Before we draw any shapes, we first need to tell Photoshop which kind of shape we want to draw. That's because Photoshop actually lets us draw three very different kinds of shapes. We can draw vector shapes, paths, or pixel shapes. We'll look more closely at the differences between the three in other tutorials, but as we've already learned in the Drawing Vector vs Pixel Shapes tutorial, in most cases you'll want to be drawing vector shapes. Unlike pixels, vector shapes are flexible, scalable and resolution-independent, which means we can draw them any size we like, edit and scale them as much as we want, and even print them at any size without any loss in quality! Whether we're viewing them on screen or in print, the edges of vector shapes always remain crisp and sharp.
Now that we know how to select Photoshop's various shape tools from the Tools panel, how to choose a fill and stroke color and how to change the appearance of the stroke, let's learn how to actually draw vector shapes! We'll start with the first tool in the list, the Rectangle Tool. I'll select it from the Tools panel just as I did earlier:
The Rectangle Tool lets us draw simple four-sided rectangular shapes. To draw one, start by clicking in the document to set a starting point for the shape. Then, keep your mouse button held down and drag diagonally to draw the rest of the shape. As you drag, you'll see only a thin outline (known as the path) of what the shape will look like:
Since I have the Rectangle Tool selected, clicking the gear icon shows me options for the Rectangle Tool. With the exception of the Polygon Tool and the Line Tool, both of which we'll look at later, you won't find yourself using this menu very often because we've already learned how to access most of these options from the keyboard. For example, the Unconstrained option lets us freely draw shapes at any dimensions we need, but since it's the default behavior of the shape tools, there's no need to select it. The Square option allows us to draw perfect squares with the Rectangle Tool, but we can already do that by pressing and holding the Shift key. And From Center will draw the shape from its center, but again, we can already do that by pressing and holding Alt (Win) / Option (Mac).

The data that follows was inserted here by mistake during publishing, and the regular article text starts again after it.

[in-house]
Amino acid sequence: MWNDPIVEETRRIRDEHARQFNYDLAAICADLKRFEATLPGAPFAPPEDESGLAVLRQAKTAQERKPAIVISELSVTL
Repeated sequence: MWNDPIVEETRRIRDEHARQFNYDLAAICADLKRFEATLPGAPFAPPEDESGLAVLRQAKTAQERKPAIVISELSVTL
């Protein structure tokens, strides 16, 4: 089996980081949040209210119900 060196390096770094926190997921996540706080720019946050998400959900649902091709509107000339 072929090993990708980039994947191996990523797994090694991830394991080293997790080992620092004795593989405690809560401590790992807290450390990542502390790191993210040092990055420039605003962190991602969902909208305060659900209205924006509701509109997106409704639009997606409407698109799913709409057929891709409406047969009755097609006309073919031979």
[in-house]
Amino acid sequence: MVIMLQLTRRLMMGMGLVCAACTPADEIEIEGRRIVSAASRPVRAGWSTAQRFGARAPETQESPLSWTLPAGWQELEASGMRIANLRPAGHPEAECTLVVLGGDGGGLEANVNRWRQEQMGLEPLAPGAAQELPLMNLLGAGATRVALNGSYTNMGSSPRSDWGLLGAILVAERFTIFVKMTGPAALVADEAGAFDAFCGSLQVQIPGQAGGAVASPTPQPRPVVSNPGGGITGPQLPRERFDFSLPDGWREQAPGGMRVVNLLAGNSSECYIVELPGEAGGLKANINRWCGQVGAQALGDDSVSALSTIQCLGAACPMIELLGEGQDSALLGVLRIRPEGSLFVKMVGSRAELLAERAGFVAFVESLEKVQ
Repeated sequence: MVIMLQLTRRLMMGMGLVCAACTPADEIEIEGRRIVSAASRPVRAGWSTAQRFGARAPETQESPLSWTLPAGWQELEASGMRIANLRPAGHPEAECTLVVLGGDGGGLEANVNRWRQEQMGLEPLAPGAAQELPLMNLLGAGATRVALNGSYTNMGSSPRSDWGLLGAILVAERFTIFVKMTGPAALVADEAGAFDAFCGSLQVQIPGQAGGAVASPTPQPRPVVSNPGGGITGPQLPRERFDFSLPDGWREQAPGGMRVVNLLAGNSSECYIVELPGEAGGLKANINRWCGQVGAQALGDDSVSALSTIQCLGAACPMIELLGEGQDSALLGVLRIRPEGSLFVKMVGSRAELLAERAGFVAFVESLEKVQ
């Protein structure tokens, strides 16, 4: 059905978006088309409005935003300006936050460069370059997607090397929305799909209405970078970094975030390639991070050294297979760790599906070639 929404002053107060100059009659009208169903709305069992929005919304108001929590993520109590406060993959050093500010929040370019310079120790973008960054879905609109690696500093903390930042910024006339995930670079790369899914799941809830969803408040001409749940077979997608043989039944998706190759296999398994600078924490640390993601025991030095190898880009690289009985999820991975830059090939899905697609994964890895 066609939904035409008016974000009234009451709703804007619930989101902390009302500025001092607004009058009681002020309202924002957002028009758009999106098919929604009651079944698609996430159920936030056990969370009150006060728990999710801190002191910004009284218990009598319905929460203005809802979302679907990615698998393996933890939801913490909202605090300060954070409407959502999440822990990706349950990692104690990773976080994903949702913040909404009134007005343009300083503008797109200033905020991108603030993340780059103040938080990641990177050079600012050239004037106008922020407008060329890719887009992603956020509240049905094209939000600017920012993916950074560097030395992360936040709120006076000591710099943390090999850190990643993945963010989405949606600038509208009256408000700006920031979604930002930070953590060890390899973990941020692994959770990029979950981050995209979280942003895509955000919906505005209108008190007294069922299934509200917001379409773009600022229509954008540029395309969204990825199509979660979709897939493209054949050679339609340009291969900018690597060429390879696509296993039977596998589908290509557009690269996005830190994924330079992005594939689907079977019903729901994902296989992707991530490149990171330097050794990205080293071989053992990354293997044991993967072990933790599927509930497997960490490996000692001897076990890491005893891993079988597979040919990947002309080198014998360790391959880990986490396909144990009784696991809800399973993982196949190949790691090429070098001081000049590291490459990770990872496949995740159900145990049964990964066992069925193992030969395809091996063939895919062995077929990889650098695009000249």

Earlier, we learned that to draw vector shapes in Photoshop, we need to make sure we have the Tool Mode option in the Options Bar set to Shapes (as opposed to Path or Pixels). When we draw a vector shape, Photoshop automatically places it on a special type of layer known as a Shape layer. If we look in my Layers panel, we see that the shape I've drawn with the Rectangle Tool is sitting on a shape layer named "Rectangle 1". The name of the layer will change depending on which shape tool was used, so if I had drawn a shape with, say, the Ellipse Tool, it would be named "Ellipse 1":
The main difference between a Shape layer and a normal pixel layer is that Shape layers remain fully editable. Back when we were learning how to choose fill and stroke colors for our shapes, I mentioned that we can always come back and change the colors after we've drawn the shape. All we need to do is make sure we have the Shape layer selected in the Layers panel, and that we still have our shape tool selected from the Tools panel. Then, simply click on either the Fill or Stroke color swatch in the Options Bar to choose a different color. You can also change the stroke width if needed, along with the other stroke options. I'll click on my Fill color swatch: